Always start by assuming good intent: that your leaders have a genuine desire for success, and that this new initiative has a valid purpose. Then ask the decision-makers if they would be open to hearing your feedback—for example, say, “May I point out some concerns about how this may impact my department?”

Stick to facts and observations, and avoid drama and judgment. Be mindful of your emotions—they’re human and normal, but you don’t want them to overshadow your message. Consider your timing, your state of mind, the setting and the current situation for the decision-maker with whom you disagree. For example, stopping this person on their way to the parking lot or pulling them aside before a big meeting isn’t likely to garner their full attention or empathy.

3. Practice active listening. 

Repeating back what you’ve heard opens the door for effective two-way communication and is a great tool for nipping misunderstandings in the bud. After listening to the message you are expected to carry, say, “Here is what I understood from you … [summarize message]. Do I have it right?” 

By asking for a partnership instead of passing the buck, you are showing you are willing to accept accountability even when it’s difficult.

Doing this lets others know you are genuinely seeking to understand their message before sharing your concerns about it. Leaders will then be more likely to listen to your feedback and to take it seriously. Ask your employees to practice this same technique when you meet with them.

4. Ask for help.

You may feel that despite your best efforts to understand and convey a directive, you won’t be able to deliver it in a way that your team will understand or accept. Instead of forging ahead regardless and potentially compounding a fraught situation, ask for help.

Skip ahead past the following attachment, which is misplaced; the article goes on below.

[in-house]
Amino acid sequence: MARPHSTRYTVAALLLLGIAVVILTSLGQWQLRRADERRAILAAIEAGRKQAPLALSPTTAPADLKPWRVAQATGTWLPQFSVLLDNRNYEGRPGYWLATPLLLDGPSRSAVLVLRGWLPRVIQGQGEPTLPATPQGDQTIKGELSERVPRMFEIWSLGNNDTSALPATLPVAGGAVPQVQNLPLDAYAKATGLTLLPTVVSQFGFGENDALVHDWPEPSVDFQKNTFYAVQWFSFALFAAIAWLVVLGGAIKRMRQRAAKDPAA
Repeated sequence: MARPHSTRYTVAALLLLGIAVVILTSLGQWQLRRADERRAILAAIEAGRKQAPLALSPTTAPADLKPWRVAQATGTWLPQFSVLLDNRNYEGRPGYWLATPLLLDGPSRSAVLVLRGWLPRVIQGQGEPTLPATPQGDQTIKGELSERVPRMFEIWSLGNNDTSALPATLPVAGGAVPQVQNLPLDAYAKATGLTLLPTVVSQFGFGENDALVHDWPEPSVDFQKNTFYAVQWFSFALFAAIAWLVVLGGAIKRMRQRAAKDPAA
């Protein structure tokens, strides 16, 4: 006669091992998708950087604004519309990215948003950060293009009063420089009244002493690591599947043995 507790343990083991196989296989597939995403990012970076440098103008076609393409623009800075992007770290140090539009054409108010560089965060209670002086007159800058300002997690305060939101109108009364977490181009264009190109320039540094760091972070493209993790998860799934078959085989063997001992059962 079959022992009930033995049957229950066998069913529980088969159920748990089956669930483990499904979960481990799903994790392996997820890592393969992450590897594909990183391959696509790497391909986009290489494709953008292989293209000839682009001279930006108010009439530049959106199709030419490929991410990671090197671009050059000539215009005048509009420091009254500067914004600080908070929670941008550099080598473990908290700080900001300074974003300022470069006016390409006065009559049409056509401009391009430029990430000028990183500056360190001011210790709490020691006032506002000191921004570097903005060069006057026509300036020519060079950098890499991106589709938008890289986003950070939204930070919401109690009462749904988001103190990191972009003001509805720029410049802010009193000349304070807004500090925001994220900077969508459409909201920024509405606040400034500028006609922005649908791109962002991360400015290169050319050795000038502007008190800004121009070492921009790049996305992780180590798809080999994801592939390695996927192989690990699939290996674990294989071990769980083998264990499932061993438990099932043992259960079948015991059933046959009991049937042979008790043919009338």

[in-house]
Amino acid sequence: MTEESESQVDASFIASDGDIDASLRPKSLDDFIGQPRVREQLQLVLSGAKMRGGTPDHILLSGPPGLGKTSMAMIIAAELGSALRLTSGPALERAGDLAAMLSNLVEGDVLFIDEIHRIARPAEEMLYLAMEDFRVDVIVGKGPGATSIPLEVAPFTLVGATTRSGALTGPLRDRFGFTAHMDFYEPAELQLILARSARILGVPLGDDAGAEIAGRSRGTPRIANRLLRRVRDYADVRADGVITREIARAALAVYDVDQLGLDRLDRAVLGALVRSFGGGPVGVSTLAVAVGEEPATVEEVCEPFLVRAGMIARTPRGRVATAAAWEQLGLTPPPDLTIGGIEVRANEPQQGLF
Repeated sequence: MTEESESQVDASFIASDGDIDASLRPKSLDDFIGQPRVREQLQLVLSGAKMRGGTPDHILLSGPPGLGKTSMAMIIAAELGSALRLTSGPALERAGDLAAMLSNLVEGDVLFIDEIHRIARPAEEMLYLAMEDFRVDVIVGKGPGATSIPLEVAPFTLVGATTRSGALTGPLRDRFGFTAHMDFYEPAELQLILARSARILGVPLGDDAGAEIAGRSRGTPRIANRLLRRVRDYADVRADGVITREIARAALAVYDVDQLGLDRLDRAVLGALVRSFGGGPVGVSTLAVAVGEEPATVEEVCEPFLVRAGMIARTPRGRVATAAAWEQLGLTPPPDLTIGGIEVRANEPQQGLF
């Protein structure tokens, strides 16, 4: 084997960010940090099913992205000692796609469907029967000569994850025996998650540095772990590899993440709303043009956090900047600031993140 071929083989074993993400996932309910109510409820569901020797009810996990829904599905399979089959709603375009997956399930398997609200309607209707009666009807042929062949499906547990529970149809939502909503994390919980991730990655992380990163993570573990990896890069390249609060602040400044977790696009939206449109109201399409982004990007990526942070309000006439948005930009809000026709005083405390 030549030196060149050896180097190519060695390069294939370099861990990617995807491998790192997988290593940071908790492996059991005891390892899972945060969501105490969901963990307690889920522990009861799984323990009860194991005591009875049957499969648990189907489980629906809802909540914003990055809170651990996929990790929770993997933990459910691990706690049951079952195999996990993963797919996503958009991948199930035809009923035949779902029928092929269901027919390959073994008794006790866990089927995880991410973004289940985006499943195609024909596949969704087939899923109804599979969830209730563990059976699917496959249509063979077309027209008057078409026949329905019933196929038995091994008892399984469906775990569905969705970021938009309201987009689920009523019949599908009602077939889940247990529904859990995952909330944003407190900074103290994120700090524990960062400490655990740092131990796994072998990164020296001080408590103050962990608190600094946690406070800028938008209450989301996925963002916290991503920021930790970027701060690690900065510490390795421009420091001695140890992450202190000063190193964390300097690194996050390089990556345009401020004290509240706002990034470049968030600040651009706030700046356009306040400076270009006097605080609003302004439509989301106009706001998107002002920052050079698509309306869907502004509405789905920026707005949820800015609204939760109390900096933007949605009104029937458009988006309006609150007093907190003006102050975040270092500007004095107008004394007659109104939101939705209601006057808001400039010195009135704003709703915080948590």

This is an opportunity to build trust between you, your team and management. Try saying, “I want to have credibility in transmitting this message, but it’s hard for me to accept it myself. Can you help me do this?” By asking for a partnership instead of passing the buck, you are showing you are willing to accept accountability even when it’s difficult.

5. Don’t throw anyone under the bus. 

Despite your best attempts to understand, you may still find yourself thinking, “If I were in charge, I’d be doing things differently.” Don’t let thoughts like these show in your words, body language or actions.

Remember, you are a part of the organization’s leadership, too. It’s your responsibility to maintain your own—and your organization’s—integrity. Blaming others will only fuel a destructive “us versus them” mentality. You might say something like, “I hear your concerns, and I have brought them to senior leadership. In the end, this decision is being made for the good of the organization. While not everyone is happy about it, I am committed to supporting it, and I need your commitment too.”

When communicating a difficult message, attitudes can play as big a role as the message itself. Your willingness to give your all to an unpopular initiative can inspire your team to do the same. And if your team and senior management see you striving to understand and deliver this communication in good faith, they will come to regard you not just as a leader in name, but a leader in character as well.

Jo Anne Preston is the workforce and organizational development senior manager at the Rural Wisconsin Health Cooperative, and she is the author of Lead the Way in Five Minutes a Day: Sparking High Performance in Yourself and Your Team (ACHE Management Series, 2021).